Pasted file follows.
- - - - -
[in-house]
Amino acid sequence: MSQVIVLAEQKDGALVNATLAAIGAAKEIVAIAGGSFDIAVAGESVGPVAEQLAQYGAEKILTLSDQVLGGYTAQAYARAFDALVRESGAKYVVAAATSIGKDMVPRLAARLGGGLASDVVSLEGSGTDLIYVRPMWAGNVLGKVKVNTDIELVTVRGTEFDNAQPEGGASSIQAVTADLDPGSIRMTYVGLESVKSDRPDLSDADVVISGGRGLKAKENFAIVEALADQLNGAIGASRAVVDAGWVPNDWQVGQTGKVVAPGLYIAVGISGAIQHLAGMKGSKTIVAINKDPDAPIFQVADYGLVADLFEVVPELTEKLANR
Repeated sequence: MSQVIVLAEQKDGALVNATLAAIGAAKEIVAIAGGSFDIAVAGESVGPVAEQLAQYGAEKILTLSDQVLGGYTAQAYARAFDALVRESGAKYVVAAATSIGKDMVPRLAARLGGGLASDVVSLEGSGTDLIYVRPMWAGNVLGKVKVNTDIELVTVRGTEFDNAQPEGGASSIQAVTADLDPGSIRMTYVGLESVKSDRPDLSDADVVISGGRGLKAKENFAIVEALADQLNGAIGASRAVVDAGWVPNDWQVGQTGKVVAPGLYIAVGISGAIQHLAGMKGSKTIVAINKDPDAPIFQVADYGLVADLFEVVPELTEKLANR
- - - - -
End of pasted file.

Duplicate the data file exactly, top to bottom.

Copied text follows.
[in-house]
Amino acid sequence: MSQVIVLAEQKDGALVNATLAAIGAAKEIVAIAGGSFDIAVAGESVGPVAEQLAQYGAEKILTLSDQVLGGYTAQAYARAFDALVRESGAKYVVAAATSIGKDMVPRLAARLGGGLASDVVSLEGSGTDLIYVRPMWAGNVLGKVKVNTDIELVTVRGTEFDNAQPEGGASSIQAVTADLDPGSIRMTYVGLESVKSDRPDLSDADVVISGGRGLKAKENFAIVEALADQLNGAIGASRAVVDAGWVPNDWQVGQTGKVVAPGLYIAVGISGAIQHLAGMKGSKTIVAINKDPDAPIFQVADYGLVADLFEVVPELTEKLANR
Repeated sequence: MSQVIVLAEQKDGALVNATLAAIGAAKEIVAIAGGSFDIAVAGESVGPVAEQLAQYGAEKILTLSDQVLGGYTAQAYARAFDALVRESGAKYVVAAATSIGKDMVPRLAARLGGGLASDVVSLEGSGTDLIYVRPMWAGNVLGKVKVNTDIELVTVRGTEFDNAQPEGGASSIQAVTADLDPGSIRMTYVGLESVKSDRPDLSDADVVISGGRGLKAKENFAIVEALADQLNGAIGASRAVVDAGWVPNDWQVGQTGKVVAPGLYIAVGISGAIQHLAGMKGSKTIVAINKDPDAPIFQVADYGLVADLFEVVPELTEKLANR